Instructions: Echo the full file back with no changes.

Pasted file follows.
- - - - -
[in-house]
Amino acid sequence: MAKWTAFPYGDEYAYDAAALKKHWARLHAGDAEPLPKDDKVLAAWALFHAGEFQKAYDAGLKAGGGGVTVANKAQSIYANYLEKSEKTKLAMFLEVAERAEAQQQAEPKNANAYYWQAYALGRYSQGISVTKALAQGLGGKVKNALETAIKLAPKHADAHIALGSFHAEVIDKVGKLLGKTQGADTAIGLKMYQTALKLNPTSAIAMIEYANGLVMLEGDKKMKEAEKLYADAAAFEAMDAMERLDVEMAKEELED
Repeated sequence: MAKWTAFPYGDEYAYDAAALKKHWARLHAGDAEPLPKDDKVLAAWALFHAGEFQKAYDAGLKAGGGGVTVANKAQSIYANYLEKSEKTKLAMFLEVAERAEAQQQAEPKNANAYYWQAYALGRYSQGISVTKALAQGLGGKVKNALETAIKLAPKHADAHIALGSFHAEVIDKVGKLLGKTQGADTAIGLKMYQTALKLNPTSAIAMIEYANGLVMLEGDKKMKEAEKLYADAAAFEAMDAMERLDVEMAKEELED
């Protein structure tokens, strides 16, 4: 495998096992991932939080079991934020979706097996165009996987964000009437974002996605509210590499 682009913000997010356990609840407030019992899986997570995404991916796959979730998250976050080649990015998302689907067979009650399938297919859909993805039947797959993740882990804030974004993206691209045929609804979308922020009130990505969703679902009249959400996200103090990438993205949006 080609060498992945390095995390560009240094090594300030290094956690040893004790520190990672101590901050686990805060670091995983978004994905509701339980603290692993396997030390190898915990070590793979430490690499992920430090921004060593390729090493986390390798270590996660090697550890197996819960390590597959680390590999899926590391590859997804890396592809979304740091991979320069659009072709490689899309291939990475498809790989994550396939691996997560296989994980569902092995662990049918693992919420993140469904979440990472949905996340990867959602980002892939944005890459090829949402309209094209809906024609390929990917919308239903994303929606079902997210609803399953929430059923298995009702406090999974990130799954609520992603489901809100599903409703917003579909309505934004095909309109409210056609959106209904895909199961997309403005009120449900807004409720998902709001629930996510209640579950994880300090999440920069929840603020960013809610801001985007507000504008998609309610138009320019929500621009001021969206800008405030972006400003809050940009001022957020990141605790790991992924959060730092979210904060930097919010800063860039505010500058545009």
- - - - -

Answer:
[in-house]
Amino acid sequence: MAKWTAFPYGDEYAYDAAALKKHWARLHAGDAEPLPKDDKVLAAWALFHAGEFQKAYDAGLKAGGGGVTVANKAQSIYANYLEKSEKTKLAMFLEVAERAEAQQQAEPKNANAYYWQAYALGRYSQGISVTKALAQGLGGKVKNALETAIKLAPKHADAHIALGSFHAEVIDKVGKLLGKTQGADTAIGLKMYQTALKLNPTSAIAMIEYANGLVMLEGDKKMKEAEKLYADAAAFEAMDAMERLDVEMAKEELED
Repeated sequence: MAKWTAFPYGDEYAYDAAALKKHWARLHAGDAEPLPKDDKVLAAWALFHAGEFQKAYDAGLKAGGGGVTVANKAQSIYANYLEKSEKTKLAMFLEVAERAEAQQQAEPKNANAYYWQAYALGRYSQGISVTKALAQGLGGKVKNALETAIKLAPKHADAHIALGSFHAEVIDKVGKLLGKTQGADTAIGLKMYQTALKLNPTSAIAMIEYANGLVMLEGDKKMKEAEKLYADAAAFEAMDAMERLDVEMAKEELED
């Protein structure tokens, strides 16, 4: 495998096992991932939080079991934020979706097996165009996987964000009437974002996605509210590499 682009913000997010356990609840407030019992899986997570995404991916796959979730998250976050080649990015998302689907067979009650399938297919859909993805039947797959993740882990804030974004993206691209045929609804979308922020009130990505969703679902009249959400996200103090990438993205949006 080609060498992945390095995390560009240094090594300030290094956690040893004790520190990672101590901050686990805060670091995983978004994905509701339980603290692993396997030390190898915990070590793979430490690499992920430090921004060593390729090493986390390798270590996660090697550890197996819960390590597959680390590999899926590391590859997804890396592809979304740091991979320069659009072709490689899309291939990475498809790989994550396939691996997560296989994980569902092995662990049918693992919420993140469904979440990472949905996340990867959602980002892939944005890459090829949402309209094209809906024609390929990917919308239903994303929606079902997210609803399953929430059923298995009702406090999974990130799954609520992603489901809100599903409703917003579909309505934004095909309109409210056609959106209904895909199961997309403005009120449900807004409720998902709001629930996510209640579950994880300090999440920069929840603020960013809610801001985007507000504008998609309610138009320019929500621009001021969206800008405030972006400003809050940009001022957020990141605790790991992924959060730092979210904060930097919010800063860039505010500058545009």